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It is the first time there has been a scheduled daytime closure of all lanes on the M25 since it opened in 1986
By Christian Fuller
BBC News, South East

A section of the M25 in Surrey has closed for the entire weekend amid fears that thousands of motorists will be stuck in gridlocked traffic.

A five-mile stretch along both carriageways between junctions 10 and 11 was closed at 21:00 GMT and will remain shut until 06:00 on Monday.

National Highways says about 270,000 drivers use the stretch on a weekday.

Project lead Jonathan Wade said: “Drivers should only use the M25 if their journey is absolutely necessary.”

It is the first time there has been a scheduled daytime closure of all lanes on the M25 since it opened in 1986.

The closure is to enable the demolition of a bridge and the installation of a new gantry as part of the junction 10 improvement scheme, which is due to be completed in mid-2025.

National Highways said modelling carried out in the development of the plans indicated vehicles would face delays of up to five hours without mitigation measures, such as urging drivers to stay away.

The agency said the carriageway between junctions nine and 11 typically carried between 4,000 and 6,000 vehicles per hour in each direction between 10:00 and 21:00 at the weekend.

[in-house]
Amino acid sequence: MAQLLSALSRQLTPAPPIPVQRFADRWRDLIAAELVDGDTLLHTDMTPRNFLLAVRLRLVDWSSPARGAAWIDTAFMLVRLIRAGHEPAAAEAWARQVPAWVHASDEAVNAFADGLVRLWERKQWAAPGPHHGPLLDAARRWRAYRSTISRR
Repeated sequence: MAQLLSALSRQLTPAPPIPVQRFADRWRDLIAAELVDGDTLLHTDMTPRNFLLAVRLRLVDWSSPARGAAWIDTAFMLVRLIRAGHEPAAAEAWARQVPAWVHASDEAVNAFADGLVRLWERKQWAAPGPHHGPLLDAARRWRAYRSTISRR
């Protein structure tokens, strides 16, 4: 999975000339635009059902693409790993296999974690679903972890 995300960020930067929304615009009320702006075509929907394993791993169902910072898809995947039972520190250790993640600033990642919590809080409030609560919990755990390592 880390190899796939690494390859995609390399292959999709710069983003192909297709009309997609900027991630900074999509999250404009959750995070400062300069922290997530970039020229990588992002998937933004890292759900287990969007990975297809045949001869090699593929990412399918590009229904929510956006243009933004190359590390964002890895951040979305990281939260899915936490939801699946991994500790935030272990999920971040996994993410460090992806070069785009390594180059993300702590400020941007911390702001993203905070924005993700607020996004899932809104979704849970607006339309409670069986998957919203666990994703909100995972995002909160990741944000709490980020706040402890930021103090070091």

Mr Wade told drivers to “avoid the area entirely, change their plans or take the train”.

He also advised motorists to avoid “simply following what a sat-nav says” and to follow signs in the area.

Some school sports fixtures scheduled for this weekend in Surrey have been postponed because of the closure.

Meanwhile, St Peter’s Hospital in Chertsey, Surrey, warned patients to “only visit if necessary”, and the Royal Horticultural Society says its garden in Wisley “will try to remain open”.

The closure will be the first of five between now and September as part of a £317m upgrade project

Travellers affected may include people going to Gatwick and Heathrow Airports and the Channel ports, as well as concert-goers, sports fans and holidaymakers travelling to London and surrounding areas, National Highways said.

Tahir Aziz, of Woking Borough Council, said: “We’ve never experienced something like this before.”

Malcolm Cressey, of Runnymede Borough Council, said he expected “gridlock” in the area.

The closure will be the first of five between now and September as part of a £317m upgrade project.

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